This first novel and best seller, The Kite Runner, by Khaled Hosseini may not be about meditation, but it is certainly a book to meditate upon for its plethora of examples of developing personal character.
The story takes place in Afghanistan and the United States, two very different cultures and climates in many ways. Without giving the plot away we get to feel like we are part of the family beginning in its earliest days in the homeland of Afghanistan when times were okay - before the arrival and devastation wrought by the Taliban.
The Kite Runner really takes us on a run, a fast track into the intimate family life of the main character, Amir, from his early privileged life, through struggles that one may confront coming face to face with self-preservation.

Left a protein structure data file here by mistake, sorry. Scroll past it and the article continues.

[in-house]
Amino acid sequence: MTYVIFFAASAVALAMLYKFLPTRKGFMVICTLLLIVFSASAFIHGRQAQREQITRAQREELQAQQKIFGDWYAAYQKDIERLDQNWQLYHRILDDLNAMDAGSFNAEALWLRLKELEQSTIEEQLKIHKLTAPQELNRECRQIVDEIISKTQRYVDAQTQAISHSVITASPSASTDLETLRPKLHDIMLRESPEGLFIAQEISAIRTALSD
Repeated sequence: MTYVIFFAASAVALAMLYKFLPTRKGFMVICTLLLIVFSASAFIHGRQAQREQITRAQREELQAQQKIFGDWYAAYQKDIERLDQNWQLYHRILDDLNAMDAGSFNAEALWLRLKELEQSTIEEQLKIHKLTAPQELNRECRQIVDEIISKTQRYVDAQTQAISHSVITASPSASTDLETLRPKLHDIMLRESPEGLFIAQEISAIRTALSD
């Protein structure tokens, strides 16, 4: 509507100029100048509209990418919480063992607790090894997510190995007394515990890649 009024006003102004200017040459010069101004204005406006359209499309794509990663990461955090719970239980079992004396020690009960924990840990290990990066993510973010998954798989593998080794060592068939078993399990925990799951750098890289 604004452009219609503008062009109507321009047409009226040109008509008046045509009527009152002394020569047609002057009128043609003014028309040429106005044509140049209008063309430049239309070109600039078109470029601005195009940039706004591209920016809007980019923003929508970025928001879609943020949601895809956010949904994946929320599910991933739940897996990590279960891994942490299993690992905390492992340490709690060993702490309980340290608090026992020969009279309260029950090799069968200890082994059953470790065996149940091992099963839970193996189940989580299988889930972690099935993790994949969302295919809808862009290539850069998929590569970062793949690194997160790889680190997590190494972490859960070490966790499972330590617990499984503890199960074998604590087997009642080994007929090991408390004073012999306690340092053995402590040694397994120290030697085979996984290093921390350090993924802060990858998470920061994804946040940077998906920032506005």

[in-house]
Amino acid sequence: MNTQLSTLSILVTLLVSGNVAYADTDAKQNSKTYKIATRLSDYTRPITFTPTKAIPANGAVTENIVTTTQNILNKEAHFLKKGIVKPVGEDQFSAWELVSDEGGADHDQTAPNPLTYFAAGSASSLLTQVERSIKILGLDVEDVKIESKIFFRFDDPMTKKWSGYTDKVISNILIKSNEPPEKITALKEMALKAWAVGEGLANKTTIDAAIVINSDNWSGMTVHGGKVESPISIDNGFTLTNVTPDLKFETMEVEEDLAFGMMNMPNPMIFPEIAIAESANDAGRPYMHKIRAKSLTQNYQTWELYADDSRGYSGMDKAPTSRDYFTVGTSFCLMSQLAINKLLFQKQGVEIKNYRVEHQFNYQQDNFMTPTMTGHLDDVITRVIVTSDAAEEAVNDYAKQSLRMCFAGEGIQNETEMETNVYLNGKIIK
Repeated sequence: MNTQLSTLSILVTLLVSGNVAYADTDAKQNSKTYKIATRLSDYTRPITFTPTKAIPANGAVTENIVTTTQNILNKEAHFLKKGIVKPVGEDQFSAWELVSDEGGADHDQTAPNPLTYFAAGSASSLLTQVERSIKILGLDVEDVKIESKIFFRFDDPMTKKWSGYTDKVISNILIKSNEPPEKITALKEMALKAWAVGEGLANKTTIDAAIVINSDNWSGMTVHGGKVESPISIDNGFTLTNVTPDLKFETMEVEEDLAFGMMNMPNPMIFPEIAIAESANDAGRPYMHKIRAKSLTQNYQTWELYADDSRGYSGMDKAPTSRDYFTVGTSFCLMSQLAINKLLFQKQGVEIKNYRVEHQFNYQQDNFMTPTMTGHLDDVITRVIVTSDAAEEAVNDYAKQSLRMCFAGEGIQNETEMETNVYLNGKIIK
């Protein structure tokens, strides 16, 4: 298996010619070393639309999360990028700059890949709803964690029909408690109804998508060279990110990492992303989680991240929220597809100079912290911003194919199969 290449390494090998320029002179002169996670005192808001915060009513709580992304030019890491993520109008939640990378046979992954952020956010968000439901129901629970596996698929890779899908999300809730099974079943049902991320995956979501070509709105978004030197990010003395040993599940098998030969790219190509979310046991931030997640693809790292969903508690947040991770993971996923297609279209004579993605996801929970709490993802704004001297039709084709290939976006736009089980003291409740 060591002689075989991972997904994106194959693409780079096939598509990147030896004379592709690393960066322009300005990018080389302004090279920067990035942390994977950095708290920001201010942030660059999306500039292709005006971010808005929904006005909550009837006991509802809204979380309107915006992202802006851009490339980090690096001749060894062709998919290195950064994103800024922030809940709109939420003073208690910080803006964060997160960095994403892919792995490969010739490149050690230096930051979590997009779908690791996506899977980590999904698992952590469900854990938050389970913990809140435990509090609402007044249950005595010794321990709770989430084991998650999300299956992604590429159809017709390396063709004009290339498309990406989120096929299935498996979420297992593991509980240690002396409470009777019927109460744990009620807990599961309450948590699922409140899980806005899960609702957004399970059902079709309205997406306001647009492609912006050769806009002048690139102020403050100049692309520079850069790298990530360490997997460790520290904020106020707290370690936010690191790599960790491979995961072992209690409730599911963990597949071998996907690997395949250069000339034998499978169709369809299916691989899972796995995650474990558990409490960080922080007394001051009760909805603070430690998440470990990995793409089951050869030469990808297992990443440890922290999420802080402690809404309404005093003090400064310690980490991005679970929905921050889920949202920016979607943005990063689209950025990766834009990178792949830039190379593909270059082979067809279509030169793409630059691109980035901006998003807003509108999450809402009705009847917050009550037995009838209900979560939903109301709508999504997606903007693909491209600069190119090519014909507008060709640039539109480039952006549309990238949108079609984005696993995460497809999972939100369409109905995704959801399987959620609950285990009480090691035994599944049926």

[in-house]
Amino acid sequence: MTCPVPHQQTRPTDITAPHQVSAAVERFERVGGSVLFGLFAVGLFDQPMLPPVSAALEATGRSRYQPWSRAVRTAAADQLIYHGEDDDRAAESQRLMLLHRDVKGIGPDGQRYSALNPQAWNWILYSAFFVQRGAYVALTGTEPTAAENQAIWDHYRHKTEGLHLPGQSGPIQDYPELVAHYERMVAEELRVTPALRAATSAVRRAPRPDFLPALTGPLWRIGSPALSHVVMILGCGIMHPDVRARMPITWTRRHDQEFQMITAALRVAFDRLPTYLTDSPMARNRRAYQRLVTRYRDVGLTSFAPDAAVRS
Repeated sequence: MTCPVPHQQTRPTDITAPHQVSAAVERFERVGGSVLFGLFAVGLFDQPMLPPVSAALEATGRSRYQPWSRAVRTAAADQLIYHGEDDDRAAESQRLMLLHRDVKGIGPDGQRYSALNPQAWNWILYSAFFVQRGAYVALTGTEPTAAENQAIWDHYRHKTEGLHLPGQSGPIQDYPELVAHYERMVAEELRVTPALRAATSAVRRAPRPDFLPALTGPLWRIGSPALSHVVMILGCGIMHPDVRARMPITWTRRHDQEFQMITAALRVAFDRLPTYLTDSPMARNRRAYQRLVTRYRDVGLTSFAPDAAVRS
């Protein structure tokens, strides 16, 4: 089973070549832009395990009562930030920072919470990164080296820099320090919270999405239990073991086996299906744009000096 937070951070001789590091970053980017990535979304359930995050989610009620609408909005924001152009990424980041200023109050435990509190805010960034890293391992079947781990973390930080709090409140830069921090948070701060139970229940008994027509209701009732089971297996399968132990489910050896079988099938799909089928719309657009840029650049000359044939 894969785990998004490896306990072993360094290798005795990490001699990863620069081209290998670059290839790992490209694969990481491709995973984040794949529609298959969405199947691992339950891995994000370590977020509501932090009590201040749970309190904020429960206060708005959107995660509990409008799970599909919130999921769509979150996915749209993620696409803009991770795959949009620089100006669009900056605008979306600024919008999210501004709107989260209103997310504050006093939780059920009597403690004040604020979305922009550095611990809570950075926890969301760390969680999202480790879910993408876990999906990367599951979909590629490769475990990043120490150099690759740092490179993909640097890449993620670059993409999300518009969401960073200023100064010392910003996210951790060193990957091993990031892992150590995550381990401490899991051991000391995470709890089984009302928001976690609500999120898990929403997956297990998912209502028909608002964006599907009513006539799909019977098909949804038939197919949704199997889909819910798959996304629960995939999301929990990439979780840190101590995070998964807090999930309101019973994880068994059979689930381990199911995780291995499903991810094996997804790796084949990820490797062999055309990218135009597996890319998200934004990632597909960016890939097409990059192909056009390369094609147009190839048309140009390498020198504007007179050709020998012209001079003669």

I feel Mr. Hosseini's novel is a study in human nature while portraying a break in character in-depth. The outer events are just what we need to see how the human ego interferes with the development of right and true virtues. This kind of tug of war is what we all face growing up to a greater or lesser degree.
But still, we all are faced with spending our time becoming greater souls internally, or staying on the surface of life concerning ourselves more with acquiring possessions to the detriment of those around us if necessary. It is the kind of book you don't want to lay aside; it kept me on the edge of my seat hoping at each turn in events that Amir would do the 'right' thing when faced with those choices.
Life is not so easy, it is not always clear-cut how to act for the best in all situations. In this novel we get to see the results of Amir's choices and how they impact his life at the moment and later on.
If we keep in mind, that as in real life we are all interconnected in many ways, we will not be too surprised to find the author using twists and turns of connection to tell his tale. It is certainly a worthwhile read for all truth seekers and those wanting a further understanding of human nature.
Details - 400 pages paperback; Riverhead Trade (April 27, 2004) ; 7.8 by 5.1 by 1.1 inches; ISBN-10: 1594480001 ISBN-13: 978-1594480003
Review by Susan Helene Kramer